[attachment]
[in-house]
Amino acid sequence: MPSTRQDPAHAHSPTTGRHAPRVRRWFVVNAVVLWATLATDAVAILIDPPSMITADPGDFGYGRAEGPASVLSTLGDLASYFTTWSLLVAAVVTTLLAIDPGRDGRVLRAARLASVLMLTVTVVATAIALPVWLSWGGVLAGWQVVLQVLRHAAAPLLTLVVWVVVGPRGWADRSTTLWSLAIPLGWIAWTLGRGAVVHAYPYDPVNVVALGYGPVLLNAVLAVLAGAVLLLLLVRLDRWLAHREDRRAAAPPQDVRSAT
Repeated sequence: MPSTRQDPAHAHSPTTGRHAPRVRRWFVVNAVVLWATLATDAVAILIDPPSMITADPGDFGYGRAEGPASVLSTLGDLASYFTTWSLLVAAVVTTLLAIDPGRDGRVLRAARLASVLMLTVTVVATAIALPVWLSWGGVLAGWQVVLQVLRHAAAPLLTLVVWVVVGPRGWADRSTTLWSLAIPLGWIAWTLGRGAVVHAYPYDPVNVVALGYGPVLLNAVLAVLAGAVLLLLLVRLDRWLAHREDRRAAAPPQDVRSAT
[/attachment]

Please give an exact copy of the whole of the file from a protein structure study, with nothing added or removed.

[in-house]
Amino acid sequence: MPSTRQDPAHAHSPTTGRHAPRVRRWFVVNAVVLWATLATDAVAILIDPPSMITADPGDFGYGRAEGPASVLSTLGDLASYFTTWSLLVAAVVTTLLAIDPGRDGRVLRAARLASVLMLTVTVVATAIALPVWLSWGGVLAGWQVVLQVLRHAAAPLLTLVVWVVVGPRGWADRSTTLWSLAIPLGWIAWTLGRGAVVHAYPYDPVNVVALGYGPVLLNAVLAVLAGAVLLLLLVRLDRWLAHREDRRAAAPPQDVRSAT
Repeated sequence: MPSTRQDPAHAHSPTTGRHAPRVRRWFVVNAVVLWATLATDAVAILIDPPSMITADPGDFGYGRAEGPASVLSTLGDLASYFTTWSLLVAAVVTTLLAIDPGRDGRVLRAARLASVLMLTVTVVATAIALPVWLSWGGVLAGWQVVLQVLRHAAAPLLTLVVWVVVGPRGWADRSTTLWSLAIPLGWIAWTLGRGAVVHAYPYDPVNVVALGYGPVLLNAVLAVLAGAVLLLLLVRLDRWLAHREDRRAAAPPQDVRSAT